I studied each photo and learned so much about the Hills. But my favorite part of the book is the field notes, because of Horsted’s generosity. He says things like, “It is a beautiful place to have a picnic lunch and ponder the changes that have taken place in more than 100 years of Black Hills history.”

Additionally, he notes where changes have taken place since the original image, or since his own photograph. He explains how he balanced on roofs and dangled from rusty ladders to capture a shot. When photographing from streets, he was occasionally threatened by cars, and in Newell, SD, he was nearly run down by a thrashing machine.

He adds travel suggestions like this, “When you go to Deadwood, be sure to stop at the Adams Museum behind the depot. It is a treasure trove of Deadwood history that could easily occupy a few hours.”

A handy index helps the reader quickly locate favorite photos. Many of the images in the book are available as prints.

The Black Hills Yesterday and Today was published in 2006; I never should have waited this long.


# # #

For more information:

To learn about this and other books by Paul Horsted, visit his website at www.dakotaphoto.com

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Between Urban and Wild

September 15, 2014

Tags: Writer: Andrea M. Jones, Book Promotion

Andrea M. Jones with her book.

Andrea Jones, who came to her first Windbreak House retreat in 2007, came to her sixth retreat in September this year (2014), bringing a friend. While on retreat, Andrea, hikes and thinks and writes ferociously and this year she's working on a proposal for her second book.

Her first book, Between Urban and Wild: Reflections from Colorado (see information below), explores the crucial question of whether it's too late for residents of the West to really live with the land, rather than perching on it. And she offers hope.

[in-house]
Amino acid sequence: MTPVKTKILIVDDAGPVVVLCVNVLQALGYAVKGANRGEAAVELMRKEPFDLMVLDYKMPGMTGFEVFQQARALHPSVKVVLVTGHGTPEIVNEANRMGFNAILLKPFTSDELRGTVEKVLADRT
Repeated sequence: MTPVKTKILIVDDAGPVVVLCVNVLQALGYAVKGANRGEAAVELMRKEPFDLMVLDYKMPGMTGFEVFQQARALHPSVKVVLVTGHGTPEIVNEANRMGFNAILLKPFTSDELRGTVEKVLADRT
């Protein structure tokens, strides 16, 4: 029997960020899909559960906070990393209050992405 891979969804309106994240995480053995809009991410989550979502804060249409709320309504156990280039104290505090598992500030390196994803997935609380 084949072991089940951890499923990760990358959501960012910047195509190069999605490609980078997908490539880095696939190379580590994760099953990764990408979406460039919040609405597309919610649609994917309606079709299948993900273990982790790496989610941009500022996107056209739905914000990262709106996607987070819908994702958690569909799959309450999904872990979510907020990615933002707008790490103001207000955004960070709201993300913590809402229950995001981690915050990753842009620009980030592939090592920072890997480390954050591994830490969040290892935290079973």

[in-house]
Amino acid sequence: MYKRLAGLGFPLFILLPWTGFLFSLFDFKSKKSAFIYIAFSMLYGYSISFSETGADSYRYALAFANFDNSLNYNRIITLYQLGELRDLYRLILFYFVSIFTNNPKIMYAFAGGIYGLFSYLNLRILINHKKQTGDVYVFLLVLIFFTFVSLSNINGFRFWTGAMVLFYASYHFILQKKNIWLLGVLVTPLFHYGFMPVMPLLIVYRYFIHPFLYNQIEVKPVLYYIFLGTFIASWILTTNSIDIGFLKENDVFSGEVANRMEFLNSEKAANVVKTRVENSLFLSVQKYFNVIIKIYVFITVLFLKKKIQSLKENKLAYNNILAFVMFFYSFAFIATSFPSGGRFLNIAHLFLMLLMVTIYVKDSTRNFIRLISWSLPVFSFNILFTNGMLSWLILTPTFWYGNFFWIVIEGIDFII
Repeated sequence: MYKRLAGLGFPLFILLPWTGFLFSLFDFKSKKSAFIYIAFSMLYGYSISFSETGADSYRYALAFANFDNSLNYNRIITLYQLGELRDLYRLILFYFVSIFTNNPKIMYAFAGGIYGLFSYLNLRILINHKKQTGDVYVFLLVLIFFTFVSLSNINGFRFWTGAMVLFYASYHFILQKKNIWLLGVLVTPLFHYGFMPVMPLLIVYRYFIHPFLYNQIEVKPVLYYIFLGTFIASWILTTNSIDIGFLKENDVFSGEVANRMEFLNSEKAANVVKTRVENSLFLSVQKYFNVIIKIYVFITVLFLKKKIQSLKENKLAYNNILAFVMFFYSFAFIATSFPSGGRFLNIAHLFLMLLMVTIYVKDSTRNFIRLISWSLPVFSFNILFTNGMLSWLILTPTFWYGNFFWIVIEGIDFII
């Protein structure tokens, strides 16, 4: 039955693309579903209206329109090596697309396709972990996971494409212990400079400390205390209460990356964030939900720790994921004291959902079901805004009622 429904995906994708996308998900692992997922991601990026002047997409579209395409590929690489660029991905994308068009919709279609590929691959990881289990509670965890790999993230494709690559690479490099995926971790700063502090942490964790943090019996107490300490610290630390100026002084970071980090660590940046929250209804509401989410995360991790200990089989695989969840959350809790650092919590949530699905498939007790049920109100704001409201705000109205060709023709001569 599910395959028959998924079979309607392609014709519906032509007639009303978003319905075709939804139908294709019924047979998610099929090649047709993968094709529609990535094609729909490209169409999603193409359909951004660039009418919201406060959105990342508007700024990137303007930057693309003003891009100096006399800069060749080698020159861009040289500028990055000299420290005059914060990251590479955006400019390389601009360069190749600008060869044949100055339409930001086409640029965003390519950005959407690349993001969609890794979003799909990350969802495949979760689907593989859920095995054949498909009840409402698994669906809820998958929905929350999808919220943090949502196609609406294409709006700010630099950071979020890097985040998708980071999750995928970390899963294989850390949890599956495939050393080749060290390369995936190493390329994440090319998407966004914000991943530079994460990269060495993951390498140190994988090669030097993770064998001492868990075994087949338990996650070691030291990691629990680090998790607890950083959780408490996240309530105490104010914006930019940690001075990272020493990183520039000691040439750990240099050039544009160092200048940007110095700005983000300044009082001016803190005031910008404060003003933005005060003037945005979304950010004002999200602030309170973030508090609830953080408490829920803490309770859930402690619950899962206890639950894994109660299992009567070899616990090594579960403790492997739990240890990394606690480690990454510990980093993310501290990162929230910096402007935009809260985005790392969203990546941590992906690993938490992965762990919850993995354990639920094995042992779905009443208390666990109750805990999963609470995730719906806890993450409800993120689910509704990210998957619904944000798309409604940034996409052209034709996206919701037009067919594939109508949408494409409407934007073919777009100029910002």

At my Road Scholar presentations, I always display postcards advertising Andrea's book, along with cards about other books I recommend. The cards are scattered attractively among my books, which I also sell to participants.


I was signing one of my books last Friday when a woman from the class snatched up Andrea's postcard and said, "Do you know her?"


I was able to say, "Yes, I do. As a matter of fact, she is at my retreat house right now, working on a second book."


"Oh, good," said the woman. "I want to get her book!" And, carrying the postcard, she turned away from my stack of books.


Then she turned back around, blushing, and stammered, "I mean, not that I don't want your books, but she's from Colorado, where I'm from and . . . ."


I assured her that I was perfectly happy for Andrea to make a sale!


# # #

For more information:

Between Urban and Wild: Reflections from Colorado by Andrea M. Jones
is available from University of Iowa Press, www.uiowapress.org or 800-621-2736.

Andrea's website with information about her book and an entertaining blog BetweenUrbanAndWild.com


For information about the Road Scholar program in the Black Hills see www.roadscholar.org

Or see "Where in the World is Linda M. Hasselstrom?"


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Summer Basil, Winter Pesto

September 10, 2014

Tags: Gardening, Herbs, Recipe: Basil Pesto

The basil harvest done by hand.
I've had better success growing basil in a very large pot near the house rather than in the garden.

. . .
Near the end of August, when the gardening chores become lighter, I love harvesting basil-- though it can be harvested several times in a season.

I clip off individual leaves with my thumbnails-- giving them black tips for a month no matter now much I scrub-- and each leaf drops into my bowl. I try to pick clean, that is with no stems, no dried or yellow leaves.

Then all I have to do is wash the basil thoroughly in a big bowl and tip it into a strainer. To finish the drying I bundle the leaves in a dish towel, take it outside, and swing it around. Then I spread those leaves I’m not using for pesto in my homemade food dryer. (see website information below)

Once the leaves are crisp, I'll pack them into recycled jars for use in soups, stews and spaghetti sauces during the coming winter. Some go into decorative jars for gifts to friends who appreciate the scent.


Here’s my recipe for Basil Pesto:

INGREDIENTS:
1 Cup (firmly packed) snipped fresh basil
1/2 Cup snipped parsley May omit
1/2 Cup grated Parmesan or Romano cheese (approximately 2 oz.) – don’t skimp; use more if you like it
1/4 Cup pine nuts, walnuts, or almonds
1 to 2 cloves garlic, quartered (may use 4-6 if you love garlic)
1/4 teaspoon salt
1/3 Cup (or more) olive oil


FOOD PROCESSOR:
For each batch of basil pesto, put above ingredients, except olive oil, in the food processor. Turn it on and begin pouring in olive oil in a thin stream. Cover and process briefly a couple of times, then use the ON button until the paste is smooth; takes about a minute.

Possible additions: a few drops lemon juice when serving, or a few sprigs coriander.


GOOD EATING:
Serve over pasta, without any other sauce. Spread on sandwiches, or bread or crackers


STORING:
Pesto can be kept in refrigerator for weeks if covered with a layer of olive oil to keep it fresh and prevent discoloration.


FREEZING: